Our apartment building has a ramp into the main parking area, a 40 foot stretch of concrete on all sides to walk through until your each the glass doors in the back, which require a key-card to open the magnetic lock, to enter the building. Most of the time this door is propped open, making use of the key-card unnecessary; there is a printed sign, in Thai, warning residents that there is a 1,000 Baht fine for not closing the door but you can only see this sign when the door is already closed.
Last night Kevin and I made a late-night Tesco run, picking up some snacks and cough syrup (we’ve both been sick with bronchial infection). After a sweep through the convenience store we headed back across the street to our apartment, where we happened to be a few steps behind a young Thai woman also entering the building. The doors were propped open, as usual, and we all stood in the dull foyer between the doors and elevator. The young woman hesitated before hitting the button to summon the elevator and we all stood there awkwardly while the red light indicated that the carriage had moved up to the sixth floor before heading back down to ground level. When the doors opened another young Thai woman began exiting the elevator, made an exclamation of surprise when she saw us all and then she and the first Thai woman giggled and squirmed back into the elevator.
It was immediately clear to me what had happened: the first Thai woman doesn’t live in our building and was visiting her friend, the second woman. She had called from outside by phone and the second woman was coming down to let her in but since the door was propped open she was already inside the building, thus the first woman not summoning the elevator. What was so spectacular about this, however, was that the second woman was wearing her pajamas – sweatpants and an oversized, white Micky Mouse sweater – had her face greened out by some kind of beauty mud mask and was wearing costume reindeer antlers as a headband to keep her hair out of the mud mask. She most definitely had not banked on encountering anyone other than her friend coming out of her apartment like this. When she saw us her eyes shot open wide and she let out a squeal, revealing a mouth full of braces with green and blue rubber bands along the front teeth. I smiled and was sure to face the door of the elevator while standing in front of the two women; Kevin stood sideways, not even noticing the antlers, because he’s a dude and wouldn’t notice a real reindeer in the elevator.
On the sixth floor I stepped out of the lift when the doors opened and held my arm across the threshold while the two women scurried out, dipping their heads as they passed me in a kind of gesture of thanks, then disappeared into the sanctuary of the second woman’s apartment. Kevin shifted his position in the elevator and we rode up a couple more floors to our apartment. As I unlocked our door I said to Kevin, “that was interesting,” and he coughed, then added, “I know, why didn’t she hit the elevator button?” He still hadn’t taken note of anything else about the situation. It was pretty funny.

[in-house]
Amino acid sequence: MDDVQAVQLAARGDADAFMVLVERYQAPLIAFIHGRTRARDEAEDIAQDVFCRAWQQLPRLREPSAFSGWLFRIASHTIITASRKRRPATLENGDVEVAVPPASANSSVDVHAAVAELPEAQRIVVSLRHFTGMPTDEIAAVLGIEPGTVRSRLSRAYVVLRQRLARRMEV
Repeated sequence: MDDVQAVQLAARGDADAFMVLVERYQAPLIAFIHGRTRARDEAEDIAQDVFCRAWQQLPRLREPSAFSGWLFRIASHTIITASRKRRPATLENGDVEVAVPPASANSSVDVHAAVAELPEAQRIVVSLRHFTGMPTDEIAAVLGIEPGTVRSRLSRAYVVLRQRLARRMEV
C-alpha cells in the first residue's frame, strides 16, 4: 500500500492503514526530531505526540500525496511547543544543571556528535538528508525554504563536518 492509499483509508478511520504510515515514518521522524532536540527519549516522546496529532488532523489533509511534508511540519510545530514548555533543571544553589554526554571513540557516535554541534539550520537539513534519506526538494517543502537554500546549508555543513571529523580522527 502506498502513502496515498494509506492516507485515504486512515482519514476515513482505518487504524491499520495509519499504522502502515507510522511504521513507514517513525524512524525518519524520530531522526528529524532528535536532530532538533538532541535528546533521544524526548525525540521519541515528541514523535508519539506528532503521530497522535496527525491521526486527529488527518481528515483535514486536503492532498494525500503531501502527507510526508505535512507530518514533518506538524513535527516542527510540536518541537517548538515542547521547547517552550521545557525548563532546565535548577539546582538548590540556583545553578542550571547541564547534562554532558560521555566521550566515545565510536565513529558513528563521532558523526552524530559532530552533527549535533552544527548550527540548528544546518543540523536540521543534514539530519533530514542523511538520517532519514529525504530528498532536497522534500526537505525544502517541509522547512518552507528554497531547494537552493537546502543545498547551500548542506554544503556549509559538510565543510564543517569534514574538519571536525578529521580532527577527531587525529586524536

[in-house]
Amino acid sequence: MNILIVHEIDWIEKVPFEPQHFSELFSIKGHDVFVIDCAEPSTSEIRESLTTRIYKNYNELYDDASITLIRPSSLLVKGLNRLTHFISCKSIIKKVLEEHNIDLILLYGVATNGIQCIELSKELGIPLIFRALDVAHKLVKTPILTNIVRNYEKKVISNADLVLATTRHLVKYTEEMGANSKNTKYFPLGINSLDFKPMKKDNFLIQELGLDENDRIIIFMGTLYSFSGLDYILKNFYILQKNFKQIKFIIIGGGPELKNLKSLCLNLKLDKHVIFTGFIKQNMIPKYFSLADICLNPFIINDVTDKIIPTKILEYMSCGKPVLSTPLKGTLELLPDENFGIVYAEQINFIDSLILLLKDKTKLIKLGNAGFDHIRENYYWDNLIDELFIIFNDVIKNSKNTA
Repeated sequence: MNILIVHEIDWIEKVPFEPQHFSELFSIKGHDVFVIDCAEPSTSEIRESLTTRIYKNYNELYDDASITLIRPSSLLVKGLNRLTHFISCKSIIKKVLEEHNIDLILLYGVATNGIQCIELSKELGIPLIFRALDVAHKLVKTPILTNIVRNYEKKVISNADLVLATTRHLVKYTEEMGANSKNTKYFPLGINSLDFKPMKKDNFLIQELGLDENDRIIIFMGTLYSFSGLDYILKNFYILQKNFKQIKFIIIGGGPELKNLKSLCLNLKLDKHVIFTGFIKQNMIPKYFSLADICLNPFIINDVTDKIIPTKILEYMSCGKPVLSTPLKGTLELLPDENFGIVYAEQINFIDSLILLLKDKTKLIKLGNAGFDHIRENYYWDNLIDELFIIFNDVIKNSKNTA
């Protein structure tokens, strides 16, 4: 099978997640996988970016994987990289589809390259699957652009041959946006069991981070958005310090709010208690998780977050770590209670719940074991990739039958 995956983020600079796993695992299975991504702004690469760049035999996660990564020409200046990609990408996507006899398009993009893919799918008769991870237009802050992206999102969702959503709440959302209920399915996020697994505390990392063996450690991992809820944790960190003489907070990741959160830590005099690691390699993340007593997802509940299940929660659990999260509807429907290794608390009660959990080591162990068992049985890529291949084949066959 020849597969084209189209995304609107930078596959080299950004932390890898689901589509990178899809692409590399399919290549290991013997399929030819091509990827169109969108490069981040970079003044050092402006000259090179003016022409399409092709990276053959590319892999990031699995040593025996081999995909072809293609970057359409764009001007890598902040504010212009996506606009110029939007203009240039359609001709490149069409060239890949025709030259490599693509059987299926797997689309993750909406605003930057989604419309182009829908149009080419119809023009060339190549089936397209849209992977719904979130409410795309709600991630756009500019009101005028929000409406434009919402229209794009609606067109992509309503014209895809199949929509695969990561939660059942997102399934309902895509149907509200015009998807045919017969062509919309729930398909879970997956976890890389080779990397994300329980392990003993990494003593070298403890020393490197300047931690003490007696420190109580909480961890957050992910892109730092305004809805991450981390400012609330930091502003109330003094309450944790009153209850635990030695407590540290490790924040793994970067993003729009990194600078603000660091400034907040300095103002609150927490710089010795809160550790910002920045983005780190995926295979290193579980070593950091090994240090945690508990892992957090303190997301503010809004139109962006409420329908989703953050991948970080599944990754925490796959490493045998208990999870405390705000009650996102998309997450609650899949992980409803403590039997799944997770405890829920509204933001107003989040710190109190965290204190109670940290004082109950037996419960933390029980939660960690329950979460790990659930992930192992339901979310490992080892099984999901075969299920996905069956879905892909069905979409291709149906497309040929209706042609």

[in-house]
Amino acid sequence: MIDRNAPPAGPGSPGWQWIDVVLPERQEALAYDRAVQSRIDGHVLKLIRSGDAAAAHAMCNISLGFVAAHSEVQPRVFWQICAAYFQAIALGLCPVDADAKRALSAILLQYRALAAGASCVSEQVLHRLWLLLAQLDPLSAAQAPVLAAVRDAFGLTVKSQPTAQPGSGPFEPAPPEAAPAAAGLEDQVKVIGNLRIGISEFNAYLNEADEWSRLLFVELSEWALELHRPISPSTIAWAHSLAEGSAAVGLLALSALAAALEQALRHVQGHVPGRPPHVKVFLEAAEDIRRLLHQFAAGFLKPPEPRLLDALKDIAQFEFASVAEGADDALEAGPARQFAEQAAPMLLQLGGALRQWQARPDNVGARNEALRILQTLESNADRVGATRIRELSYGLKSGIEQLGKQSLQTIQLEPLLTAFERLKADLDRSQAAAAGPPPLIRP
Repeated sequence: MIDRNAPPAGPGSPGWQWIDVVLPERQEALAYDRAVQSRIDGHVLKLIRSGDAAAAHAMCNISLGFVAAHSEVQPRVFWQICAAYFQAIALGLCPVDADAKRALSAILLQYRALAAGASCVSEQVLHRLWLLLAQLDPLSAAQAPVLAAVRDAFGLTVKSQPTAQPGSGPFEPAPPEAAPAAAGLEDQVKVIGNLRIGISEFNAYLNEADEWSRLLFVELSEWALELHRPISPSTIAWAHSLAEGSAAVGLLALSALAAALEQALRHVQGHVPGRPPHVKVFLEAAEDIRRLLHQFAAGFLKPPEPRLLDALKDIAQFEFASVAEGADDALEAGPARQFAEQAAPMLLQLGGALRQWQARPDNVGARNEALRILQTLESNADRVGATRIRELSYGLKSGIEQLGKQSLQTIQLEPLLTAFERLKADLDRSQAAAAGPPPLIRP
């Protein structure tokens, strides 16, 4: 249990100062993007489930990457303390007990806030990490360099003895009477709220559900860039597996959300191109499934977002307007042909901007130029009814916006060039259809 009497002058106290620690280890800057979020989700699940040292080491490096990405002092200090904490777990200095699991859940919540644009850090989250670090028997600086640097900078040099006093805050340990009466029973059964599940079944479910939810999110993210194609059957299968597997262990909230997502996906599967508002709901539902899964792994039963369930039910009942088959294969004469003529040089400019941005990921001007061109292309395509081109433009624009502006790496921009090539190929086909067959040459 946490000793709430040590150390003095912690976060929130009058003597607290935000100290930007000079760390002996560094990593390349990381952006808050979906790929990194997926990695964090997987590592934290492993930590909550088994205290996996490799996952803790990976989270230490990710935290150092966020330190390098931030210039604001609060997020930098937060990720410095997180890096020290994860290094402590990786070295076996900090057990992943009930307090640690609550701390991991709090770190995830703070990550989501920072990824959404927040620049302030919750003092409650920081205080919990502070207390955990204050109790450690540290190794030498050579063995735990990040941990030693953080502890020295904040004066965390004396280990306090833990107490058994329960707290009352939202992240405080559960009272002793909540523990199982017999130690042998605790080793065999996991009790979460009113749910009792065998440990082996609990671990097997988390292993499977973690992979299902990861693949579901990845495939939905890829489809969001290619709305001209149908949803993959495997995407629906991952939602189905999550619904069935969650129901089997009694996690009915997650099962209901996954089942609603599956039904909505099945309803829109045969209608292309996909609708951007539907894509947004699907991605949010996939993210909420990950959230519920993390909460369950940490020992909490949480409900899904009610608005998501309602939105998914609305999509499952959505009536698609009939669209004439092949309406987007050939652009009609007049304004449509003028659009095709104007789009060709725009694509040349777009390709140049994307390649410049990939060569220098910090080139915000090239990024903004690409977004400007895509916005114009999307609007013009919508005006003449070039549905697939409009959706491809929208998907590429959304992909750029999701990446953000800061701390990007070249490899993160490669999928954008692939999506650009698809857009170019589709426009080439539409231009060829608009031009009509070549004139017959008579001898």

Not a minute after we’d unpacked our grocery bag the lights blinked out. The whole apartment was blacked out, no outside light from the streets coming in either. From the hallway outside our door you could hear the high-pitched beep of the power box, alerting everyone and no one to the fact that there was no electricity. Power outages are a pretty common occurrence here, so there’s no strong reaction to it on our part, but I was excited by the entire grid being out on our block. We both stepped onto the balcony and saw darkness stretching out in all directions, across the silhouette of tree tops and all the way to the ridge of the mountain, touching the barely lighted sky. To my delight, we could actually see stars. It’s been almost two years since I’ve seen stars. They were pale and weak, if I looked for too long the dots would become almost imperceptible but a softening of the gaze could bring them back. On the street below a strong, conical beam from a flashlight stretched out and swept across the surfaces of neighboring buildings, the limbs of trees across the yard and through the tangled web of power lines. Across the street in the apartment building soft orange orbs from candles yawned into a glow in several windows and the white light of a flashlight moved in a drunken sway between floors on the long stairwell.
We stood out there for a few minutes, drinking in the quiet. Almost jokingly, Kevin reminded me of when my parents were visiting and my father wouldn’t ride the elevator in his building because he feared being trapped in the elevator, always for the specific, horrible duration of “12 hours.” (I don’t know if he’d read a case like this recently, or if that’s just how long he figures a really horrible experience of being trapped in an elevator might be.) With how quickly the power outage had taken place after our ride in the elevator, however, it was suddenly very plausible that we could have been stuck in there with those two women. The embarrassment of that poor second woman with the mud mask and reindeer antlers dragged out – in darkness – for potentially hours. Kevin and I would be coughing in that tiny box and probably Kevin would just keep telling me, “Sylvie, say something in Thai; just say something in Thai!” as a plea to bring peace among all the captives. Now, in addition to the beauty of a pitch black night and the suggestion of stars in the cold, clear sky, we also had our narrow escape to be grateful for. I wondered if those two Thai women were appreciating their freedom also.